Each device running the system can store and forward traffic to all other such devices that can establish a wireless or physical USB device connection. All the message passing and traffic control occurs automatically without user intervention. A user need only install the software, and then they can read and post news in a forum on the system. Thereafter, as community members come into range of their running devices, theirs and others' messages will be distributed automatically. One device can fully distribute all messages that have reached it, and messages will propagate, if not already shared, through any device that is connected to another. Gradually, the messages flood out to all devices that have directly or indirectly shared a common connection.

To propagate the community's content through the flooding behavior and the concept of gossip, TEOTWAWKI Net runs a news server and a web server with a web-based news client, and, at the heart of the system, is some perl and shell scripting code that defines the behavior of the collaboration model. A personal wiki is included as an example of other useful web applications that could later be included in the collaboration system.

The system listens on a pre-determined 802.11 ad-hoc network with an ESSID of teotwawki on channel 11, or XOs can connect to each other on a mesh channel. It runs avahi-autoipd to get a link-local IPv4 address that avoids collisions with other machines, which might have the same address. Once that part is up, the system broadcasts its presence to the wireless (and other connected networks) every 5 seconds. A mapper and sync dispatcher daemon listens for these packets and uses them to create a map of all systems that are currently in range. It then uses that map to execute another script that syncs the news spool with those systems it sees in the map.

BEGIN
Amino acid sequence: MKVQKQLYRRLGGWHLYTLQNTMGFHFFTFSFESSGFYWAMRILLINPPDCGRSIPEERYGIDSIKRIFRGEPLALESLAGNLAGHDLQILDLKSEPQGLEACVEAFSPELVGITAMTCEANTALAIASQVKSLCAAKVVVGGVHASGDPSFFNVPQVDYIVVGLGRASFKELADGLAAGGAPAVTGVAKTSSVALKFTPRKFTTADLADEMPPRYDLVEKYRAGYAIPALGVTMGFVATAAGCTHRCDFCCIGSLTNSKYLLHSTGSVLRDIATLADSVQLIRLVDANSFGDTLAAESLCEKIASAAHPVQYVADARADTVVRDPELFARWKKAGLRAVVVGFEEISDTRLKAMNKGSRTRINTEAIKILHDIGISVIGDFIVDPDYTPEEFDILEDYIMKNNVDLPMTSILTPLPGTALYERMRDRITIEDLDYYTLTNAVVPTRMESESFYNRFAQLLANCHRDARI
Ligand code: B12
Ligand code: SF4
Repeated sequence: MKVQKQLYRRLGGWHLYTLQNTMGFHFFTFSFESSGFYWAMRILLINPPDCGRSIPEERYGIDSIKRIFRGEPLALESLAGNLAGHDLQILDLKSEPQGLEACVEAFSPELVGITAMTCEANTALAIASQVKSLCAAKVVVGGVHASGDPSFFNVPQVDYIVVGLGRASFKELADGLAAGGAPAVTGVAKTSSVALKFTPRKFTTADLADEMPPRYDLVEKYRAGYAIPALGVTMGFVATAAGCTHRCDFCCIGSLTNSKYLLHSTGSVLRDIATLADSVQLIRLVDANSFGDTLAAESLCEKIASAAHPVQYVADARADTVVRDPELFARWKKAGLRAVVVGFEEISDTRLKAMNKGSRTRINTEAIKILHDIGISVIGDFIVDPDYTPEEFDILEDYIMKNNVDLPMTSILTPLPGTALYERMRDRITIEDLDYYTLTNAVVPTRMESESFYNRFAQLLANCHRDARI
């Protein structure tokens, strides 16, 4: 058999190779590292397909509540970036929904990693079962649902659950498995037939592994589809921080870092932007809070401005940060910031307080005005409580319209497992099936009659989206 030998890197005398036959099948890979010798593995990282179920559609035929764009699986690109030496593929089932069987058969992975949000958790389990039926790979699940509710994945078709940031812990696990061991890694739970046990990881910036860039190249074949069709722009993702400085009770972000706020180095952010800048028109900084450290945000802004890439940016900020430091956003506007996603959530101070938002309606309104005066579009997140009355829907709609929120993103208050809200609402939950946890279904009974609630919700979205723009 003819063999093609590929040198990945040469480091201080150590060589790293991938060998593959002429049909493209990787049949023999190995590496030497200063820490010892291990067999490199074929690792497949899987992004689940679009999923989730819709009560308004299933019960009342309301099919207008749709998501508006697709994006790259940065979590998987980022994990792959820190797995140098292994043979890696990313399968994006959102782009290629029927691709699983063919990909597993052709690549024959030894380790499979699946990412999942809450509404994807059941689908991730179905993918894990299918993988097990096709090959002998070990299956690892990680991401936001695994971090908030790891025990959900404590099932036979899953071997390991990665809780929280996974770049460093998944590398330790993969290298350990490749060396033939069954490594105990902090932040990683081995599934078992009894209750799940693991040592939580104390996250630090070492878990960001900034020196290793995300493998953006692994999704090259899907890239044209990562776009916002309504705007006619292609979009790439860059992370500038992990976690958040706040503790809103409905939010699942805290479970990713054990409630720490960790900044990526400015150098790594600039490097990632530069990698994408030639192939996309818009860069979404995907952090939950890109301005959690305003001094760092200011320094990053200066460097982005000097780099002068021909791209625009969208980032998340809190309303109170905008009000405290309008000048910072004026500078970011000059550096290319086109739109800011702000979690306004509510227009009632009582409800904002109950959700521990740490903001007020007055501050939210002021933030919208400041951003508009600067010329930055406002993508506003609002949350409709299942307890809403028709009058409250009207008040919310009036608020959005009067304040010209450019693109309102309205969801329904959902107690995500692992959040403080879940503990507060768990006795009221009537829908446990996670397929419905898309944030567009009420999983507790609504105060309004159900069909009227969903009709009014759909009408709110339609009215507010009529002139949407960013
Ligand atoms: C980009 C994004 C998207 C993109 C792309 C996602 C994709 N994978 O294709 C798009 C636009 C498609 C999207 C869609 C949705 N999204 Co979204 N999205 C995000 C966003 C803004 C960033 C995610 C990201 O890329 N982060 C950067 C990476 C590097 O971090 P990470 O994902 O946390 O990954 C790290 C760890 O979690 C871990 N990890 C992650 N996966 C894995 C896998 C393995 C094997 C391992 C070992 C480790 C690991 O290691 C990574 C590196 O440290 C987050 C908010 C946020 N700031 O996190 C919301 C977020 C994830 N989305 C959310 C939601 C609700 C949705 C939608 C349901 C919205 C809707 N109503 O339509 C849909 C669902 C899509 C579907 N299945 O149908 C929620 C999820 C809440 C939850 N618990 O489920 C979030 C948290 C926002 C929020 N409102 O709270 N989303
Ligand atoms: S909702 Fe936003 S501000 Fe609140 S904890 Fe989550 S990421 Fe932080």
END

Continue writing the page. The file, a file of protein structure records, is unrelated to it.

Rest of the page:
Timestamps are used to make sure we don't re-transmit anything that we have already sent, and the normal mechanisms inherent to Usenet servers cope with the typical problems that arise in this type of flooding communications system (such as, rejecting duplicate posts, etc.).

Independent of wired or wireless networking, the system watches for the mounting of USB storage devices that contain TEOTWAWKI Net news articles, and then synchronizes all connected device stores. This enables off-the-air and off-line private electronic communications and data sharing.

You can see a diagram showing how the various parts fit in at http://teotwawki.steubentech.com/doku.php/playground:playground

How you can use TEOTWAWKI Net on the XO?

If you would like to use TEOTWAWKI Net you can download binary builds for sugar and DebXO or the LiveCD. The builds on the website are currently still early demos of the software and should not be considered stable releases.

I am planning to do official releases with numbered versions soon. The best way to track development right now is by the anonymous CVS server and my TEOTWAWKI blog articles.

How can you help improve TEOTWAWKI Net?

I am looking for people that are interested in the idea of TEOTWAWKI Net and want to help in its development. I need help from programmers, document writers, and people who can do some real world tests. I also really want some help in making this system work in a more hostile environment. As it stands right now, it is very easy to attack.

I think that derivatives of TEOTWAWKI Net could eventually be used to make an even greater collaboration tool set for OLPC XO and Sugar Learning Platform deployments. Currently, while you can put a discussion group on the OLPC School Server or out on the Internet, once you leave the classroom and go out of range of the mesh network portal, you are on your own and disconnected.

TEOTWAWKI Net features a software system that is waiting to reconnect and automatically update your collaboration once you are back in contact with your friends.

William Schaub is a freelance, UNIX consultant operating out of Hornell, NY, and a member of the OLPC user's group at RIT.

1 Comment

I think this is a great idea! However, usenet may be less of a selling point in some minds. Still, the idea of a decentralized mobile network is a great one. I'd use it!